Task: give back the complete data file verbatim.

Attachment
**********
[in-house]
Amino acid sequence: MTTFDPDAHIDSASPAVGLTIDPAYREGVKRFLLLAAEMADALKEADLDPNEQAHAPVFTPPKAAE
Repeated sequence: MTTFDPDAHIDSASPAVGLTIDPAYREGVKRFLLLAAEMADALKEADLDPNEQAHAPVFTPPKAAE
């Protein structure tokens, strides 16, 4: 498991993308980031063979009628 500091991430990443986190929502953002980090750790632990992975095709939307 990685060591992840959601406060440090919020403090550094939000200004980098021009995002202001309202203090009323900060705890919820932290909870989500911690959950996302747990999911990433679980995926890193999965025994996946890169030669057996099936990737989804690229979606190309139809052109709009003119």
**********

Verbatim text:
[in-house]
Amino acid sequence: MTTFDPDAHIDSASPAVGLTIDPAYREGVKRFLLLAAEMADALKEADLDPNEQAHAPVFTPPKAAE
Repeated sequence: MTTFDPDAHIDSASPAVGLTIDPAYREGVKRFLLLAAEMADALKEADLDPNEQAHAPVFTPPKAAE
């Protein structure tokens, strides 16, 4: 498991993308980031063979009628 500091991430990443986190929502953002980090750790632990992975095709939307 990685060591992840959601406060440090919020403090550094939000200004980098021009995002202001309202203090009323900060705890919820932290909870989500911690959950996302747990999911990433679980995926890193999965025994996946890169030669057996099936990737989804690229979606190309139809052109709009003119």